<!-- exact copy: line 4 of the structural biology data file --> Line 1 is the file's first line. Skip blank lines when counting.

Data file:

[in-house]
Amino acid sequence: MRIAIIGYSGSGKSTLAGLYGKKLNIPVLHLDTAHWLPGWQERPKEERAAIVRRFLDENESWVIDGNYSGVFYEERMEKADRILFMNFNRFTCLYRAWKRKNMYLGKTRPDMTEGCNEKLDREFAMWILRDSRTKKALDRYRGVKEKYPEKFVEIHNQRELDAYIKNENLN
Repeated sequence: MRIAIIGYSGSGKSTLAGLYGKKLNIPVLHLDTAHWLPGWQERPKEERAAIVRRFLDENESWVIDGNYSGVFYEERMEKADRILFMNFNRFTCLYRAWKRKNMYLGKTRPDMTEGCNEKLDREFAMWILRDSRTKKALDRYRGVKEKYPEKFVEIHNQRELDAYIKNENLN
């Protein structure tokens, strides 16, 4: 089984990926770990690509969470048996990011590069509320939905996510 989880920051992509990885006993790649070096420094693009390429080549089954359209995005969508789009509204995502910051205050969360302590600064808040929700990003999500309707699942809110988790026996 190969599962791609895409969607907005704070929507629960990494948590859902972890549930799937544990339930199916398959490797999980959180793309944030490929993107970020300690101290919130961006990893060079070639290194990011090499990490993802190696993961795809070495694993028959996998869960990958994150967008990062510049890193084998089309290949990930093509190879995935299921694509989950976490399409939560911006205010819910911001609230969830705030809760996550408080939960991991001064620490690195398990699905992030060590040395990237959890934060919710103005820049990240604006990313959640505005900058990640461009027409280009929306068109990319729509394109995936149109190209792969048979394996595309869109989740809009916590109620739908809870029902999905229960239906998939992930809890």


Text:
């Protein structure tokens, strides 16, 4: 089984990926770990690509969470048996990011590069509320939905996510 989880920051992509990885006993790649070096420094693009390429080549089954359209995005969508789009509204995502910051205050969360302590600064808040929700990003999500309707699942809110988790026996 190969599962791609895409969607907005704070929507629960990494948590859902972890549930799937544990339930199916398959490797999980959180793309944030490929993107970020300690101290919130961006990893060079070639290194990011090499990490993802190696993961795809070495694993028959996998869960990958994150967008990062510049890193084998089309290949990930093509190879995935299921694509989950976490399409939560911006205010819910911001609230969830705030809760996550408080939960991991001064620490690195398990699905992030060590040395990237959890934060919710103005820049990240604006990313959640505005900058990640461009027409280009929306068109990319729509394109995936149109190209792969048979394996595309869109989740809009916590109620739908809870029902999905229960239906998939992930809890």